The Book of Psalms

Thursday: Struck Down, but Not Destroyed


Theme: All Victory to Jesus
In this week’s lessons, we learn about God’s triumph for his people over persecutions.
Scripture: Psalm 129:1-8
In this week’s study, we have been looking at a great deal of specifically Jewish history, but enough of that for now. Whenever we think of anti-Semitism, which is what we have been doing, we cannot miss saying that the ultimate cause of it is not just hatred of a people who have been set apart by God to be different—there are many unique peoples on earth, after all—but rather Satan’s hatred of Israel as the people through whom God promised to send the Messiah and so destroy both the devil and his works. We have a picture of this connection in Revelation, where the devil is pictured as a terrible dragon, standing before a woman who is about to give birth “so that he might devour her child the moment it was born” (Rev. 12:4). Clearly, the woman stands for Israel, and her child is Jesus Christ. 
In this prophetic picture the child is saved by being “snatched up to God and to his throne” (v. 5), which is where Jesus is now. But when we look at this picture in the light of the entire Bible we understand that although Jesus has defeated the devil and is victorious, Satan nevertheless “got his licks in” on Jesus. It was prophesied that he would do so as early as God’s words to Satan, recorded in Genesis 3: “He will crush your head, and you will strike his heel” (v. 15). Satan struck at Jesus throughout his entire life, even when he was a child in Bethlehem when he goaded Herod to murder the infants of that city in an attempt to exterminate this alleged pretender to his throne. At last Satan succeeded in having Jesus beaten and killed at the time of his arrest, trial and crucifixion. 
This brings us back to the third verse of Psalm 129, which I passed over earlier, the verse in which Israel describes her former mistreatment, saying, “Plowmen have plowed my back and made their furrows long.” This is a powerful metaphor, combining the idea of a vicious, painful scourging with the painstaking and thorough effort a farmer would make to plow a field.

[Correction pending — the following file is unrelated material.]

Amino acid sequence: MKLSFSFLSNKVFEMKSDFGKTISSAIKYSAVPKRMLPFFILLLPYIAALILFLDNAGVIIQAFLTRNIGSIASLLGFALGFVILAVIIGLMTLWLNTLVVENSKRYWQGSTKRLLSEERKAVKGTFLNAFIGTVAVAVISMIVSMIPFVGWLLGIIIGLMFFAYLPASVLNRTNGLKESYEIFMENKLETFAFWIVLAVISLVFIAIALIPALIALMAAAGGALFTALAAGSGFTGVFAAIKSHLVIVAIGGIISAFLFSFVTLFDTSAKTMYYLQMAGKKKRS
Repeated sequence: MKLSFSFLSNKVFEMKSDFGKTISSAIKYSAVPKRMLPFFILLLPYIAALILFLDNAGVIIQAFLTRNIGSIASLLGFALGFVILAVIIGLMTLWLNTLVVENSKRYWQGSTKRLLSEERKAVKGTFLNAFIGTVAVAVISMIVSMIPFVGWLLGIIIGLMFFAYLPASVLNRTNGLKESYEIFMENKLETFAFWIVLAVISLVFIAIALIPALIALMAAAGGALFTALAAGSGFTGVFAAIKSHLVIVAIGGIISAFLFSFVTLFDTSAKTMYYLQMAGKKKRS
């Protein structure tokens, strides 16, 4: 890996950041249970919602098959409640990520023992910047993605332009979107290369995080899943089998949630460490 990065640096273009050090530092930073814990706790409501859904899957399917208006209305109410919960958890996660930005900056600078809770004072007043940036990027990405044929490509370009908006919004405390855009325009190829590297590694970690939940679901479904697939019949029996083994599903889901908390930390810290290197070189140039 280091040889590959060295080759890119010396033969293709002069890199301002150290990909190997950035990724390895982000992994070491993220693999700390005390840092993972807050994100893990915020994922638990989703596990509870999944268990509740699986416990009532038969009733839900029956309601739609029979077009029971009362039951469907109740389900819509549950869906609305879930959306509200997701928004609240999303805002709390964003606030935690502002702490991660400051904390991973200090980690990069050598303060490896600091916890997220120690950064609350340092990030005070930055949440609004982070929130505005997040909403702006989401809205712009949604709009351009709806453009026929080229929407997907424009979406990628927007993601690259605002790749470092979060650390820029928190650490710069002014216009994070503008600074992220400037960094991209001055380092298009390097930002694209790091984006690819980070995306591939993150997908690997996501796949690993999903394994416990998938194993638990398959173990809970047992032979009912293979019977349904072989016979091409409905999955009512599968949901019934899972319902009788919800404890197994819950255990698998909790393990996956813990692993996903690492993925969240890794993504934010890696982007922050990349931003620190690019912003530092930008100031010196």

Doesn’t this describe Jesus, the Messiah, as well as the Jews from whom he came? Jesus was beaten literally. The prophet Isaiah, who anticipated this harsh treatment, wrote, “With his stripes we are healed” (Isa. 53:5, KJV). Even more, “He was pierced for our transgressions, he was crushed for our iniquities; the punishment that brought us peace was upon him….We all, like sheep, have gone astray, each of us has turned to his own way, and the LORD has laid on him the iniquity of us all” (vv. 5, 6). 
This attack on Jesus was a real oppression, to use our psalm’s word (vv. 1, 2). Like Israel, Jesus might well have said, “They have greatly oppressed me from my youth.” But if these words are about him and if he did say them in some sense, then Jesus would certainly have added also, as the psalm does, “but they have not gained the victory over me.” 
How could they? Jesus is God, the only sovereign ruler of the universe. Therefore, although Satan and even the united kings of the earth should gather together “against the LORD and against his Anointed One” (Ps. 2:2), God the heavenly King only laughs at them, as he accomplishes our rescue from sin by Christ’s death and then raises Jesus from his dark tomb on the third day following the crucifixion. Finally, the resurrection is followed by the ascension, causing God to announce triumphantly, “I have installed my King on Zion, my holy hill” (Ps. 2:6). 
The victory we are speaking of here will never go to Satan. It goes to Jesus. In fact, it is his already. For he has triumphed, and we now shout, “The kingdom of the world has become the kingdom of our Lord and of his Christ, and he will reign for ever and ever” (Rev. 11:15). 
Study Questions: 

Why has there been so much anti-Semitism? 
Explain the metaphor of the plow. 
Why is the crucifixion not a point of sorrow for Christians? What followed, and what is the significance of it for us? 

Prayer: Thank God that he sent Jesus Christ to gain the victory over Satan. Whom do you know who needs to hear the message of salvation from you today?

Study Questions
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